What if they don’t Believe me? : Reporting Sexual Assault

Woman feels shame after sexual abuse

The Government of Canada Justice Department reported that the majority of sexual assaults go unreported. It’s estimated that 83% of sexual assaults are not reported to the police. In their survey, the justice department asked victim’s why they had not reported the sexual assault. Victims admitted that the reason they did not report the assault was that: 

  • They thought they would not be believed 
  • They felt ashamed or embarrassed 
  • They did not know they could report the abuse 
  • They had no family support  

Although our legal system has come a long way in handling sexual assault cases it is still far from perfect. Survivors still fear that they will not be taken seriously or not believed.  

Alberta woman who was sexually assaulted was discouraged by police from pursuing justice 

Recently a woman has come forward to share her frustrating and discouraging interaction with law enforcement and the judicial system concerning a sexual assault she experienced as a child. She is now an adult but around the age of 7 and 8 years old she says that her mother’s boyfriend at the time had sexually abused her. It wasn’t until after her mom left the boyfriend that she told her mom about what he did to her. Her mother reported the sexual abuse to the police but due to insufficient evidence, they were unable to press charges. Years later as an adult, the woman went back to the police to reopen the case. 

At first, she met with a traffic enforcement officer who shut her down and told her that she wouldn’t win her case. She and her mom filed a complaint against that officer and kept pushing to get justice. They got other officers involved and the boyfriend was charged with invitation to sexual touching, sexual interference, and sexual assault. 

The traffic enforcement officer who had discouraged the woman and her mother from pursuing charges was sanctioned for misconduct.  

Sexual assault is a very traumatizing experience. It can take years for victims to come forward about their abuse; the last thing they need is to have their experience invalidated. Police have a duty to properly and thoroughly investigate all claims. Police forces often have officers who specialize in sexual assault cases and who know how to communicate with victims and make them feel heard. It’s important not to revictimize survivors of sexual assault. The police force as first responders is an important step in the healing process of sexual assault survivors. If you feel like the police have failed you, we can help.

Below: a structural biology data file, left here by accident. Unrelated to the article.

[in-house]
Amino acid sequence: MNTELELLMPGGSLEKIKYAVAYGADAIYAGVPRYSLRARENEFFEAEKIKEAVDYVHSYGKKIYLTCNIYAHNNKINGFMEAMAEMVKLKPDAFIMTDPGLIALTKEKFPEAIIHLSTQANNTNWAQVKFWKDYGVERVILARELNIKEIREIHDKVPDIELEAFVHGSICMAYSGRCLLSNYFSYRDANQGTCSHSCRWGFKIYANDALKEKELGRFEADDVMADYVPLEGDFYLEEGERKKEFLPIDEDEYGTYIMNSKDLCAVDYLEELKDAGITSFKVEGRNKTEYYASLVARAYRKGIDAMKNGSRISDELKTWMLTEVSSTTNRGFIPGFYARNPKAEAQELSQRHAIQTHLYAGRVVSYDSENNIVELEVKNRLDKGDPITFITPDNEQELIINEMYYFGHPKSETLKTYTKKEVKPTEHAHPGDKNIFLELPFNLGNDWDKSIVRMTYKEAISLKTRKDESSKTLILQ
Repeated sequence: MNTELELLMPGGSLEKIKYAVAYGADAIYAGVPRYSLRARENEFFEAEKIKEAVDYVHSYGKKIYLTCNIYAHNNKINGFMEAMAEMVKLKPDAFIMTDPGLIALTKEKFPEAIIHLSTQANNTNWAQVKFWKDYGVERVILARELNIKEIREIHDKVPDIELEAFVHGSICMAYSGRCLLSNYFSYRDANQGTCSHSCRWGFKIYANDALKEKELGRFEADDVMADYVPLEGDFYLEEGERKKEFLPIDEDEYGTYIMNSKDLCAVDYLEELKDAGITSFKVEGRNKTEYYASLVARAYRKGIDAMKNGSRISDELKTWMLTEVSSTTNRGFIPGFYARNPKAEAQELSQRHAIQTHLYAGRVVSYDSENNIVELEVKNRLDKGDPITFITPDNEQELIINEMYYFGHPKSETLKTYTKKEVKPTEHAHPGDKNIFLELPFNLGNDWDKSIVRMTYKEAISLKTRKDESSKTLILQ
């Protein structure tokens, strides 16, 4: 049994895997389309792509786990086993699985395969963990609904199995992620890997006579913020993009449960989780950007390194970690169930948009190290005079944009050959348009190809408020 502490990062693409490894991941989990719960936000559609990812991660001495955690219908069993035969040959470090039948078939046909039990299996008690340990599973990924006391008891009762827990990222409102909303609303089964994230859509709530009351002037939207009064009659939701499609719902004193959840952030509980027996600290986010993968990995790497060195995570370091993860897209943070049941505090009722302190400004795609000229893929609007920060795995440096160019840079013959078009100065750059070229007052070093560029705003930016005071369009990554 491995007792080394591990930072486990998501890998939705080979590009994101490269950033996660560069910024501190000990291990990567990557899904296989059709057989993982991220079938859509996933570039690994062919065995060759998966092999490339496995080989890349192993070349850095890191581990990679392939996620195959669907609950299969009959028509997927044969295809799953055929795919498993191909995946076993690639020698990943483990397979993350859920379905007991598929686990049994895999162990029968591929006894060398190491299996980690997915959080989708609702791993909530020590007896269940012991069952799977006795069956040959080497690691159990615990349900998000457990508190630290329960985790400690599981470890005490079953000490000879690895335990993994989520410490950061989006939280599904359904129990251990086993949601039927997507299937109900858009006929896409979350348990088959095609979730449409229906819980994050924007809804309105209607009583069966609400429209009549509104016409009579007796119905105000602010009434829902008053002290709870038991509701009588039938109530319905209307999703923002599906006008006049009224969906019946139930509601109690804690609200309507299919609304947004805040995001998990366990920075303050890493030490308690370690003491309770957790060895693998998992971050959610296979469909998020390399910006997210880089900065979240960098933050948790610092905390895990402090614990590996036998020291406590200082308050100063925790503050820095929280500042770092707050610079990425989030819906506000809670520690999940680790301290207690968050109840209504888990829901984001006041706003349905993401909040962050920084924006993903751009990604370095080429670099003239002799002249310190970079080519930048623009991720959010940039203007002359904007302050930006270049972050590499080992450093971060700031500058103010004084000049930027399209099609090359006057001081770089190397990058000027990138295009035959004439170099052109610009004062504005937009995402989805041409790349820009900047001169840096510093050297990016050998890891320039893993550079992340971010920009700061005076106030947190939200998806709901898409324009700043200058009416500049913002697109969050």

Our lawyers at Equilibrium law have decades of experience dealing with sexual assault cases. We can help you hold all those involved in your abuse responsible for their wrongs. We can help you sue the perpetrator and all other persons who contributed or failed to stop the abuse. That includes schools, churches, employers, guardians, and even the police.  

Nova Scotia woman files lawsuit against police department and the RCMP for mishandling her sexual assault case 

A Halifax woman initiated a lawsuit against the RCMP and the Dartmouth police department. She alleges that they mishandled her sexual assault case. In, 2018, she reported to the Halifax regional police that she had been the victim of a serious sexual assault. She says that the police mishandled her sexual assault case as they failed to visit the scene where the alleged rape happened. Furthermore, the police didn’t handle her clothing and rape kit evidence properly and failed to send it for examination in a timely fashion.  

She filed a complaint with the Nova Scotia police complaint commissioner, regarding the improper handling of her case. However, she was told that her complaint wouldn’t be processed as she didn’t file the complaint within the six-month time limit. She brought her case to the Supreme Court of Nova Scotia to have the decision reviewed. There the judge ruled that the police complaint commissioner must process the complaint. Although it had been over six months since the police had mishandled the woman’s case the judge ruled that the six-month time limit commenced when the woman discovered that her case had been handled improperly. 

As of February 2022, this woman’s case is still ongoing. Criminal charges have been brought against both men involved in the assault and she is still awaiting the trial. Furthermore, the lawsuit against the RCMP and Dartmouth police is still ongoing. It’s been over 4 years since her assault and she continues to face many roadblocks.  

At Equilibrium law we encourage survivors to come forward. We believe you and we will fight for you. If you have been sexually assaulted or you feel that the police are mishandling your case contact us for a free consultation. We can help! For more information on pursuing a sexual assault case click here.



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